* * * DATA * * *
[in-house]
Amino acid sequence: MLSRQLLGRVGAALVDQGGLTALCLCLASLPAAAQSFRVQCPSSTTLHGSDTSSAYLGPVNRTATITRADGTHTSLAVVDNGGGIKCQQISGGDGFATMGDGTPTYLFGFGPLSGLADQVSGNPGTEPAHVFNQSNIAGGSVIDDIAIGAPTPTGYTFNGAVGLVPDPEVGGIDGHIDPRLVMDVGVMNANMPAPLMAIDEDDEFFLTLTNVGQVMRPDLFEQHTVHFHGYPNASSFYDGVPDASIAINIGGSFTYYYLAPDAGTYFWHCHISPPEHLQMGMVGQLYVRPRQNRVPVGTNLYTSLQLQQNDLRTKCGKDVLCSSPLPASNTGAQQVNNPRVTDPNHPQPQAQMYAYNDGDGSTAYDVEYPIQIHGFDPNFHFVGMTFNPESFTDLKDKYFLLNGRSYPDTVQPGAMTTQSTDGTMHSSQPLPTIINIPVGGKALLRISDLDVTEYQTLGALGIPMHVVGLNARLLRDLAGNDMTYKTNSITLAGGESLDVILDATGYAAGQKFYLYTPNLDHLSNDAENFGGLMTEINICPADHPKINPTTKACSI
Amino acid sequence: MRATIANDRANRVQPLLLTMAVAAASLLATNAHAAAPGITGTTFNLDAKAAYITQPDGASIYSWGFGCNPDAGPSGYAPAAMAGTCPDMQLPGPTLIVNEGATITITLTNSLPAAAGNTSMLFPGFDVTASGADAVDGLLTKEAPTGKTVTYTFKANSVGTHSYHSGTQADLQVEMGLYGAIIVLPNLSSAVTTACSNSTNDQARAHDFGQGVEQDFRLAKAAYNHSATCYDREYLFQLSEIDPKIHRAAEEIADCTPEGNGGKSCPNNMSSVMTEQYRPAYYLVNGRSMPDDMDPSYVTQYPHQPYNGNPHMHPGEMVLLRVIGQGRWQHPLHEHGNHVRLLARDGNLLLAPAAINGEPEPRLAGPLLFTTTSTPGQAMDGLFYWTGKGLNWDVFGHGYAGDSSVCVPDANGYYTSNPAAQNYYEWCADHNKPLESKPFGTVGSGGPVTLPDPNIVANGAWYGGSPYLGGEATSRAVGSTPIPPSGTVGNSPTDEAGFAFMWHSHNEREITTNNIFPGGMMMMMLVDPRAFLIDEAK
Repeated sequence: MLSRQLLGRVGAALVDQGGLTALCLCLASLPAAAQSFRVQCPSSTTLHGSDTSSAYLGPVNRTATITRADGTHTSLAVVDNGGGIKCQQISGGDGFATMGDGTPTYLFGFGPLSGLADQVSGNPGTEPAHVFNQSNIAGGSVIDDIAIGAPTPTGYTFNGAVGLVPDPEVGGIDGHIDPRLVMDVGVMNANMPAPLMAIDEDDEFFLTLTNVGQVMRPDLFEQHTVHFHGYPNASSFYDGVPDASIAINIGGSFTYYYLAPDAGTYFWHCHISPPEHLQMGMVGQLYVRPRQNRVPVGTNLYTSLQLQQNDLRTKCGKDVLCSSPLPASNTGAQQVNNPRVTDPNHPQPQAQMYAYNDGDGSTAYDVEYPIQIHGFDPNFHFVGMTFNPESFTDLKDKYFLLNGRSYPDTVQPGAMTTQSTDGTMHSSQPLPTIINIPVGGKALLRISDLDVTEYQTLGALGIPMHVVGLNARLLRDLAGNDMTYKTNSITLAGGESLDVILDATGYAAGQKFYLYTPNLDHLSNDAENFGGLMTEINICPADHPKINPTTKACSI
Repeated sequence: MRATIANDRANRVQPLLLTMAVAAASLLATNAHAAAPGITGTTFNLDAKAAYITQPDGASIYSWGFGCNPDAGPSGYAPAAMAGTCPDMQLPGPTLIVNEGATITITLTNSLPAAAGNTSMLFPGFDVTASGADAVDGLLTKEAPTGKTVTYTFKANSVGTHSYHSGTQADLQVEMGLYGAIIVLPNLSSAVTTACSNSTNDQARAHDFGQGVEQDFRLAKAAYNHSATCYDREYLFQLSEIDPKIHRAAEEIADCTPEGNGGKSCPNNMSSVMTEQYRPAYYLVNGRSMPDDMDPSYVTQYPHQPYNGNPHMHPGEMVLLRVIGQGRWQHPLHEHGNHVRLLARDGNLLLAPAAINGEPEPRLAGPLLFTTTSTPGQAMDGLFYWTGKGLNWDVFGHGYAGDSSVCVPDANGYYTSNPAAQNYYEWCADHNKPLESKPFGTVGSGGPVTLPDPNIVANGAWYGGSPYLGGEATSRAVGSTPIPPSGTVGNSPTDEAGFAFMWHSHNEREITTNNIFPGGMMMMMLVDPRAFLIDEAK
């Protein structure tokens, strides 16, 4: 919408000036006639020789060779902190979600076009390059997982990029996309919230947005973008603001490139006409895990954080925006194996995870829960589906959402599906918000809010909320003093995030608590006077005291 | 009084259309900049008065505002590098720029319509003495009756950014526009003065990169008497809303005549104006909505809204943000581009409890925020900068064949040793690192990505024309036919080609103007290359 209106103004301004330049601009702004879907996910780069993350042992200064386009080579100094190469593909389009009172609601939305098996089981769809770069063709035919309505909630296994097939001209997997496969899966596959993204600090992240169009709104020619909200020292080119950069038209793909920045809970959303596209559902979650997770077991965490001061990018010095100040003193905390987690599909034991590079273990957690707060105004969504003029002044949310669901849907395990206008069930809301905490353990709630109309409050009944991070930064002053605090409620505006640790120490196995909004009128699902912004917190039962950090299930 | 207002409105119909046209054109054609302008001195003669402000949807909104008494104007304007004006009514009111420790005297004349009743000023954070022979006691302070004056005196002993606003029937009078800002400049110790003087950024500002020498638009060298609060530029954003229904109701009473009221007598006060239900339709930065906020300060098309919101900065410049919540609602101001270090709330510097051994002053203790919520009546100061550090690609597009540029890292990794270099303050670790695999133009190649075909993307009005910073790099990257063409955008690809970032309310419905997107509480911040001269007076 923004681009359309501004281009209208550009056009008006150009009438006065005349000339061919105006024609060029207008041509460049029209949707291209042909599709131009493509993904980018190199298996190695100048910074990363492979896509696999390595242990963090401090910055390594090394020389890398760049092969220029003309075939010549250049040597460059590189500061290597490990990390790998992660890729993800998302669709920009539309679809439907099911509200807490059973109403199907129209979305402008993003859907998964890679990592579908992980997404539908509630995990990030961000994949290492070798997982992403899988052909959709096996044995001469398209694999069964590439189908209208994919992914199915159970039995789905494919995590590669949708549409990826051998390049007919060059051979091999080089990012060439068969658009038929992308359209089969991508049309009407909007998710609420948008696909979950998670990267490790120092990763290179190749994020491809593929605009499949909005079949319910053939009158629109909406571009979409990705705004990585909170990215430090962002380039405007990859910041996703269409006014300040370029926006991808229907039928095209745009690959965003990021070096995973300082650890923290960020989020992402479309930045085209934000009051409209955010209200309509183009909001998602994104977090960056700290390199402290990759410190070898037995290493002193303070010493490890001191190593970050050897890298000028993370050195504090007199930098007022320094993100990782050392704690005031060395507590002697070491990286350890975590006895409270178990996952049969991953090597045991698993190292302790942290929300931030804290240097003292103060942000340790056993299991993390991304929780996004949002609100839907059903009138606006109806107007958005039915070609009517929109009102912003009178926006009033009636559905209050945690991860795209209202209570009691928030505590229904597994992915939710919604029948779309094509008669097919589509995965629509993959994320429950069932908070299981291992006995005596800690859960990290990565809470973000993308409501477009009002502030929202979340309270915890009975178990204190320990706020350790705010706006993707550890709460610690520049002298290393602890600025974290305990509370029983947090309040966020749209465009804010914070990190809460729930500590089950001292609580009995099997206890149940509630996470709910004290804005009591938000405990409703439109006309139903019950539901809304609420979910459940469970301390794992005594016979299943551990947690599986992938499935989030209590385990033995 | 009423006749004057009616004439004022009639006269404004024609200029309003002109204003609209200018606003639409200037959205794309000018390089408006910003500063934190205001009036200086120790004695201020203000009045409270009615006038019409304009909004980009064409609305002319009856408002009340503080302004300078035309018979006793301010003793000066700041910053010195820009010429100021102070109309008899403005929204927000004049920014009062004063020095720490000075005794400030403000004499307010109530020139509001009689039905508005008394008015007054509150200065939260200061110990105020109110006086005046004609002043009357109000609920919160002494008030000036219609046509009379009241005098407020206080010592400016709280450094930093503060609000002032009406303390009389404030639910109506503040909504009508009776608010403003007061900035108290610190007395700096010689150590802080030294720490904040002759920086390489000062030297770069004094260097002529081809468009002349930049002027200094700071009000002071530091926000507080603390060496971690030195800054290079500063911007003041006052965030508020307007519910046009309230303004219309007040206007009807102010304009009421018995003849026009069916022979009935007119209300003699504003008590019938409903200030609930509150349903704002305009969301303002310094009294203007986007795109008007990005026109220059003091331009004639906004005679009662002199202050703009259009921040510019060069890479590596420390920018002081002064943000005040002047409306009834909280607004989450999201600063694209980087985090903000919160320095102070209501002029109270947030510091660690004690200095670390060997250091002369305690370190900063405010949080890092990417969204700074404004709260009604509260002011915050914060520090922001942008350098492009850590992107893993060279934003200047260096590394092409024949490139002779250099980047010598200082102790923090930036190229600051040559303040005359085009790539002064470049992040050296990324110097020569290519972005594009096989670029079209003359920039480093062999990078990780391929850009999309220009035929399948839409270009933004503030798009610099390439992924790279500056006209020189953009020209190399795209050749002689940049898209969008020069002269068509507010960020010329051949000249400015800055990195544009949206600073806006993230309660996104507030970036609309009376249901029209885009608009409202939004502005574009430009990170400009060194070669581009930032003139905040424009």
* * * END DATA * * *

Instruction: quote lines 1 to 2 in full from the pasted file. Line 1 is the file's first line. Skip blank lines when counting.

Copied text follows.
[in-house]
Amino acid sequence: MLSRQLLGRVGAALVDQGGLTALCLCLASLPAAAQSFRVQCPSSTTLHGSDTSSAYLGPVNRTATITRADGTHTSLAVVDNGGGIKCQQISGGDGFATMGDGTPTYLFGFGPLSGLADQVSGNPGTEPAHVFNQSNIAGGSVIDDIAIGAPTPTGYTFNGAVGLVPDPEVGGIDGHIDPRLVMDVGVMNANMPAPLMAIDEDDEFFLTLTNVGQVMRPDLFEQHTVHFHGYPNASSFYDGVPDASIAINIGGSFTYYYLAPDAGTYFWHCHISPPEHLQMGMVGQLYVRPRQNRVPVGTNLYTSLQLQQNDLRTKCGKDVLCSSPLPASNTGAQQVNNPRVTDPNHPQPQAQMYAYNDGDGSTAYDVEYPIQIHGFDPNFHFVGMTFNPESFTDLKDKYFLLNGRSYPDTVQPGAMTTQSTDGTMHSSQPLPTIINIPVGGKALLRISDLDVTEYQTLGALGIPMHVVGLNARLLRDLAGNDMTYKTNSITLAGGESLDVILDATGYAAGQKFYLYTPNLDHLSNDAENFGGLMTEINICPADHPKINPTTKACSI